Joseph Mallord William Turner

Edinburgh from the Costorphine Hills with St Bernard’s Well

1818

Not on display

Artist
Joseph Mallord William Turner 1775–1851
Medium
Graphite on paper
Dimensions
Support: 99 × 159 mm
Collection
Tate
Acquisition
Accepted by the nation as part of the Turner Bequest 1856
Reference
D13325
Turner Bequest CLXV 3

Catalogue entry

Finberg’s tentative identification of this view as ‘Town on the Firth of Forth’ is correct, if vague. We stand on the Corstorphine Hills looking towards St Bernard’s Well in the centre of the picture with houses on the hill to the right and the Firth of Forth with the island of Inchkeith in the background and the shore of Fife beyond. It is surprising that Finberg missed the exact location as he identified the double-page sketches that Turner made of this view in 1801 (Tate D02885–D02886, D02836–D02837, D02840–D02841; Turner Bequest LV 51a–52, 19a–20, 21a–22).
On this trip Turner also made three further sketches of St Bernard’s Well (Edinburgh, 1818 sketchbook Tate D13572; Turner Bequest 63a; Scotch Antiquities sketchbook, Tate D13644 and D13645; Turner Bequest CLXVII 35 and 36), and took views of Edinburgh from the nearby village of Dean (Tate D13738–D13742; Turner Bequest CLXVII 31b–33). The neoclassical monument at St Bernard’s Well, designed by Alexander Nasmyth (a fellow contributor to the Provincial Antiquities) in 1789, adds a Claudian note to the scene which is enhanced by the framing trees at the left and right and the serpentine Water of Leith which Turner could have easily worked up into a full classical landscape in the studio had he chosen to. Edinburgh is sometimes described as the ‘Athens of the North’, so it is not surprising that Turner sought out and found a view that could so easily be rendered in such a style. Andrew Wilson writes about Turner’s ‘classicising’ in his Scottish work, and his attempt to ‘assimilate these subjects into the tradition of high art’.1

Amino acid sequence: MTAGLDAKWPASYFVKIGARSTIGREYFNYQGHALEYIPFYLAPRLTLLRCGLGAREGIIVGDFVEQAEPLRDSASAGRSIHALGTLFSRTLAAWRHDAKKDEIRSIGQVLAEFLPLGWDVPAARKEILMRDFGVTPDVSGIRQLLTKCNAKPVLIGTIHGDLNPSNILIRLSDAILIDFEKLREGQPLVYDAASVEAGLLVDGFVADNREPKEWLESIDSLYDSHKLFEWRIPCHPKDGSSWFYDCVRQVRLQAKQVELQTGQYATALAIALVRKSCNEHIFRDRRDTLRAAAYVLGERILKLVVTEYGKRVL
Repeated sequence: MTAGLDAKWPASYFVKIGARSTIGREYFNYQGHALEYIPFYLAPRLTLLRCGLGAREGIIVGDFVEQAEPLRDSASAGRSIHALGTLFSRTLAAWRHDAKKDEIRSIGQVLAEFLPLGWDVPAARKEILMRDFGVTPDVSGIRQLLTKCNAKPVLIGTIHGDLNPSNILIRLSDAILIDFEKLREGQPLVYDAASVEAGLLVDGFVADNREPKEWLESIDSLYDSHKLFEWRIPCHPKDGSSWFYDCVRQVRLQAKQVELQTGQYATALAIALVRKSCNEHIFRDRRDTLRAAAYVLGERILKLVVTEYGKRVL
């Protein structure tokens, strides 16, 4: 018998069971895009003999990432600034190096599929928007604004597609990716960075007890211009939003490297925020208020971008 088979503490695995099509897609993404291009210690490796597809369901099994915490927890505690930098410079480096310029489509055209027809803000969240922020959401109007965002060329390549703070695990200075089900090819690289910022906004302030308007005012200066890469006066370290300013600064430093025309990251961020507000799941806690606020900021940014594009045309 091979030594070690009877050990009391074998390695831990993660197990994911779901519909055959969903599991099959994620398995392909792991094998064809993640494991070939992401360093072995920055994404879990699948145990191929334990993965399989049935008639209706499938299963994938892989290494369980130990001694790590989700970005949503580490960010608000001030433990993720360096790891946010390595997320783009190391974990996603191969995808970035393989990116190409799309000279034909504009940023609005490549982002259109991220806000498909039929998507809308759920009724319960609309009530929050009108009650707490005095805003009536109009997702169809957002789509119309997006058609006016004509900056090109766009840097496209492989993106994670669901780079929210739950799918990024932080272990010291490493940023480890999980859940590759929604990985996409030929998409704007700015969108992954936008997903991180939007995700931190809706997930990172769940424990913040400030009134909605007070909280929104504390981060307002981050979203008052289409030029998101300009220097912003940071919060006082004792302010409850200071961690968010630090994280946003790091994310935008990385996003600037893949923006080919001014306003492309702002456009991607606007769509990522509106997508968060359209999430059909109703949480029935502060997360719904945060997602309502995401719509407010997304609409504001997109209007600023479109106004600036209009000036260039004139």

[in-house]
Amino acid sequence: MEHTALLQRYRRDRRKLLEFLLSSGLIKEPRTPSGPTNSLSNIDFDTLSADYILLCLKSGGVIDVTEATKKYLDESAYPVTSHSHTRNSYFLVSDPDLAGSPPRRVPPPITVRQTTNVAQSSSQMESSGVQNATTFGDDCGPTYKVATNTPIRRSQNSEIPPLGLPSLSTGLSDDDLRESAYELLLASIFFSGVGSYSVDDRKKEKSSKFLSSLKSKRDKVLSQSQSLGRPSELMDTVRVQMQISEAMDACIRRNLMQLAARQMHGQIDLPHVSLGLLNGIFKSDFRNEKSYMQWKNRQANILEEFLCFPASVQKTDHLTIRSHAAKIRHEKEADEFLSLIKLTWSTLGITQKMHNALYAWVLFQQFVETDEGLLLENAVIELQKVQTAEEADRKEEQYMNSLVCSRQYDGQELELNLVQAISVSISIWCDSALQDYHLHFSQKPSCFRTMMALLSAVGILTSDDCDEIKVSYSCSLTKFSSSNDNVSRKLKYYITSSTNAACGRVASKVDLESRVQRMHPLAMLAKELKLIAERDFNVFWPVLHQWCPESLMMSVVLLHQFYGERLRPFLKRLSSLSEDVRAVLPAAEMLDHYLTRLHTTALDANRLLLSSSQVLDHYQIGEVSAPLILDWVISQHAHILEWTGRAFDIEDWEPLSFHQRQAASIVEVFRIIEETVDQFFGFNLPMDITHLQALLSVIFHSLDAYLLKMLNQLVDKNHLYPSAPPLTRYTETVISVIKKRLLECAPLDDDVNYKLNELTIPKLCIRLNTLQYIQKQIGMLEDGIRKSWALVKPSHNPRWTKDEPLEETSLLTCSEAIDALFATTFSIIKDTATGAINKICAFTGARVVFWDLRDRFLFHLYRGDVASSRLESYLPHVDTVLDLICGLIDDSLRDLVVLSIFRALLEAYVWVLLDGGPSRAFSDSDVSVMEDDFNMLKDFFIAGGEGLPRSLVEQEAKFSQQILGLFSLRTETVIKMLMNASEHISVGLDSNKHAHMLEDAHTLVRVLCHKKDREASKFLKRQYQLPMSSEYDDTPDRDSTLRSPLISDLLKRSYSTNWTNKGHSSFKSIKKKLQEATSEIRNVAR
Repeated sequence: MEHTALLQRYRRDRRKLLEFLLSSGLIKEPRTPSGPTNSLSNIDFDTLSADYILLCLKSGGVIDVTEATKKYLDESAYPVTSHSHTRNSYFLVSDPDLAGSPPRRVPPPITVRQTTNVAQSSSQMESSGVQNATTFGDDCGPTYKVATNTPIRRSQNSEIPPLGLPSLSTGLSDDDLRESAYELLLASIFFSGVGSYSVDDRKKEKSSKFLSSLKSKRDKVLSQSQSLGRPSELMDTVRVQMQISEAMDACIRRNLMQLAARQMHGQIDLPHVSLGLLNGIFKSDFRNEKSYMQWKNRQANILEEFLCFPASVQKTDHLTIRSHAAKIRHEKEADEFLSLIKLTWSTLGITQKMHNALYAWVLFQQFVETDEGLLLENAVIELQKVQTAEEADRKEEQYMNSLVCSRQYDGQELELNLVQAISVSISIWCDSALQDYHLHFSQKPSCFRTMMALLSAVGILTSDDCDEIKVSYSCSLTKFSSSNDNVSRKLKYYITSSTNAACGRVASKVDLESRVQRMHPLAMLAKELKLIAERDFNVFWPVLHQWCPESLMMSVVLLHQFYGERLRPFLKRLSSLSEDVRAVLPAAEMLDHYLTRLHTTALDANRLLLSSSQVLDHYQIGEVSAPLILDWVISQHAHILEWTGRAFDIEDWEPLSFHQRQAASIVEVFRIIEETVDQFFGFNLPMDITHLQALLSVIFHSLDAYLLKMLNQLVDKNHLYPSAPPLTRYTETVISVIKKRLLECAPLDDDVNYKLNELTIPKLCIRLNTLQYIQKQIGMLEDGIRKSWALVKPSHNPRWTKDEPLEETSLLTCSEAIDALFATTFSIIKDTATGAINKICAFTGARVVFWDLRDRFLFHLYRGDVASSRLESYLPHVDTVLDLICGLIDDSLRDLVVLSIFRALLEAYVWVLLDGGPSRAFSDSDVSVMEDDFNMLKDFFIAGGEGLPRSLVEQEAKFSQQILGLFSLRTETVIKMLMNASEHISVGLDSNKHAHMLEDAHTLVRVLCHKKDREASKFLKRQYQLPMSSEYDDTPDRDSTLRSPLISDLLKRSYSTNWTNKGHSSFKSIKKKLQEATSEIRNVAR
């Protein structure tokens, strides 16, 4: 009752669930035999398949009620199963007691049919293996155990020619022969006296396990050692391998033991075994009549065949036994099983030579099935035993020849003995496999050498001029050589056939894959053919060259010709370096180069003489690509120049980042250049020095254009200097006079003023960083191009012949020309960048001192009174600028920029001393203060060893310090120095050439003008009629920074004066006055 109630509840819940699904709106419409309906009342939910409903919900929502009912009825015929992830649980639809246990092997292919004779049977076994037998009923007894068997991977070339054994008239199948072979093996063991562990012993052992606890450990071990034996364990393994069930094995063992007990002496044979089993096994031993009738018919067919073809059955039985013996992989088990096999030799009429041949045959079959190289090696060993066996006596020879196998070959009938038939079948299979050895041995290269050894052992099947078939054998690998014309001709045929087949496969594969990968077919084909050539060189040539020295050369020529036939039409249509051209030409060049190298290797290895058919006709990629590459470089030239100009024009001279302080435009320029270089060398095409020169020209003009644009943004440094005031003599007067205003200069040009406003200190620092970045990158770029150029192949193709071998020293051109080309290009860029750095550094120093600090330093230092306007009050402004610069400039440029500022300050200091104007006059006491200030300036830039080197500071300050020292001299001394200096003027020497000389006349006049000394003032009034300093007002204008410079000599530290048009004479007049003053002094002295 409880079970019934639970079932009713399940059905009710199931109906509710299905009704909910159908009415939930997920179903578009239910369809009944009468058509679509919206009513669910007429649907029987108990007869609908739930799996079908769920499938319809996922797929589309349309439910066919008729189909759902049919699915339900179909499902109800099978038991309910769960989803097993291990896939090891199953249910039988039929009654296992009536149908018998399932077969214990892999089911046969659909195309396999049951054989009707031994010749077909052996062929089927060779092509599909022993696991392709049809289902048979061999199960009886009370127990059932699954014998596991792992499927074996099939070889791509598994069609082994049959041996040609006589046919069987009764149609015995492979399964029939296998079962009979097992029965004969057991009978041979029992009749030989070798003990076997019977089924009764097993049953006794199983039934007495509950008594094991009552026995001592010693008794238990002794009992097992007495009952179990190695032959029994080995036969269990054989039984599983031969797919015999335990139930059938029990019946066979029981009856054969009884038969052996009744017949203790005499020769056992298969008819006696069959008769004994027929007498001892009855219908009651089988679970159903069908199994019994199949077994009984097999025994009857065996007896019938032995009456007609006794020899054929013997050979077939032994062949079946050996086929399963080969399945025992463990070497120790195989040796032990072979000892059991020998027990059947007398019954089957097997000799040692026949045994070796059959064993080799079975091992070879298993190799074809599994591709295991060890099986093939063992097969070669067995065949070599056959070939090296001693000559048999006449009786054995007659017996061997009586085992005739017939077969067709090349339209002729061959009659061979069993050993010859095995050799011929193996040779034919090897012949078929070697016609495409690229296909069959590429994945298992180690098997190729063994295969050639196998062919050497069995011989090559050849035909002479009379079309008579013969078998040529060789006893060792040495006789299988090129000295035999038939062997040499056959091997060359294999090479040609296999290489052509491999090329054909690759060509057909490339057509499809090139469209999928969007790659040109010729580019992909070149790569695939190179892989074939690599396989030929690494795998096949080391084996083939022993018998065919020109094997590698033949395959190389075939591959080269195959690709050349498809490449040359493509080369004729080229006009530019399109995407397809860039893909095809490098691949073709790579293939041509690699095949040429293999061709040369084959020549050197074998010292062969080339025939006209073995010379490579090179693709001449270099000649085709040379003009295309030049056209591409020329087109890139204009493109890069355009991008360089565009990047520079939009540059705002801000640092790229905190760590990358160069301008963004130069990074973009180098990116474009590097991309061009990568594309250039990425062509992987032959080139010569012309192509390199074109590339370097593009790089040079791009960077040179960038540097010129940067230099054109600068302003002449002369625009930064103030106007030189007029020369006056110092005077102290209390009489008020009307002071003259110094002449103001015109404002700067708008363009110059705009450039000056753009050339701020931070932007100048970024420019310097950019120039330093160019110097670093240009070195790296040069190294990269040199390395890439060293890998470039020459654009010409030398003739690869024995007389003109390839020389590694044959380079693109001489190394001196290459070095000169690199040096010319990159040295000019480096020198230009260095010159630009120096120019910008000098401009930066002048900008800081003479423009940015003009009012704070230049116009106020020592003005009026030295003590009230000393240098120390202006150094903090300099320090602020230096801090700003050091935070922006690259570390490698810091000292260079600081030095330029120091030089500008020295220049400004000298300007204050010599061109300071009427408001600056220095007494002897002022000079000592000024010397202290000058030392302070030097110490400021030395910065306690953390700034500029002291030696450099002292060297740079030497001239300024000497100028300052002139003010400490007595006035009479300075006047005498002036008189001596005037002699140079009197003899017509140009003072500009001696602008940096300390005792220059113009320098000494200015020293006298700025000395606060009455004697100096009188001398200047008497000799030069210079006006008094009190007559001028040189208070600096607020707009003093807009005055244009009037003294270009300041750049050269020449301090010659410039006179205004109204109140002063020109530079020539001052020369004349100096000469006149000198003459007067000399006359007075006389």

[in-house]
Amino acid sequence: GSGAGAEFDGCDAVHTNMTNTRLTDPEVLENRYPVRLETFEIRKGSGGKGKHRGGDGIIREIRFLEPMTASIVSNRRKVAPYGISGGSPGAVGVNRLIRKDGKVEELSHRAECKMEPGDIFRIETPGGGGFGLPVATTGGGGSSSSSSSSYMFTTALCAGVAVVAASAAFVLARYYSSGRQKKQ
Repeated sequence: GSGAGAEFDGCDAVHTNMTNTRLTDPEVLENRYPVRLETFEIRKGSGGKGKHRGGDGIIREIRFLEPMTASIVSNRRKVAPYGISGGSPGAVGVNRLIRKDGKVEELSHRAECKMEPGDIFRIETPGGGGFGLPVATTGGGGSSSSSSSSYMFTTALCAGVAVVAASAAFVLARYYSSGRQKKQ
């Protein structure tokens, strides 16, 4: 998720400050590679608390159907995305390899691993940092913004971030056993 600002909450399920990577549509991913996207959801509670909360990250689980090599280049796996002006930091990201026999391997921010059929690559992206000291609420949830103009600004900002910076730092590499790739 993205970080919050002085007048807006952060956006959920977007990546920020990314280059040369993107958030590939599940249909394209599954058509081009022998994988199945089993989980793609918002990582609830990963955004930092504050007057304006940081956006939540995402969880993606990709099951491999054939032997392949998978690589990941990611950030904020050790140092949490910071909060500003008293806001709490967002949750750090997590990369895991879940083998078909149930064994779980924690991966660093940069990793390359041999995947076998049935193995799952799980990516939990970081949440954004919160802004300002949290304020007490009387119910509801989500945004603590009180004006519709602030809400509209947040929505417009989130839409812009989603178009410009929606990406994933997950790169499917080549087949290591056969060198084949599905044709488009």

The Revd John Thomson painted a view of Edinburgh from Corstophine Hill for the second number of the Provincial Antiquities, published in August 1819, to which Scott wrote: ‘The view from these hills is one of the most magnificent in the neighbourhood of Edinburgh.’2 Whether or not Turner made this sketch with the idea of working it up for the Provincial Antiquities or just for his own interest and reference, it is not surprising that he returned to sketch this spot in 1818.

Thomas Ardill
October 2007

1
Andrew Wilton, ‘Turner in Scotland: The Early Tours’, in Francina Irwin, Andrew Wilton, Gerald Finley, Tim Wigley and Nigel Huckstep, Turner in Scotland, Exhibition Catalogue, Aberdeen Art Gallery 1982, p.15. Wilton is writing about the work resulting from Turner’s 1797 and 1801 Scottish tours, but the observation applies here too.
2
Sir Walter Scott, Provincial Antiquities and Picturesque Scenery of Scotland with descriptive illustrations by Sir Walter Scott, Bart., Vol.I, London and Edinburgh, 1826, p.[67].

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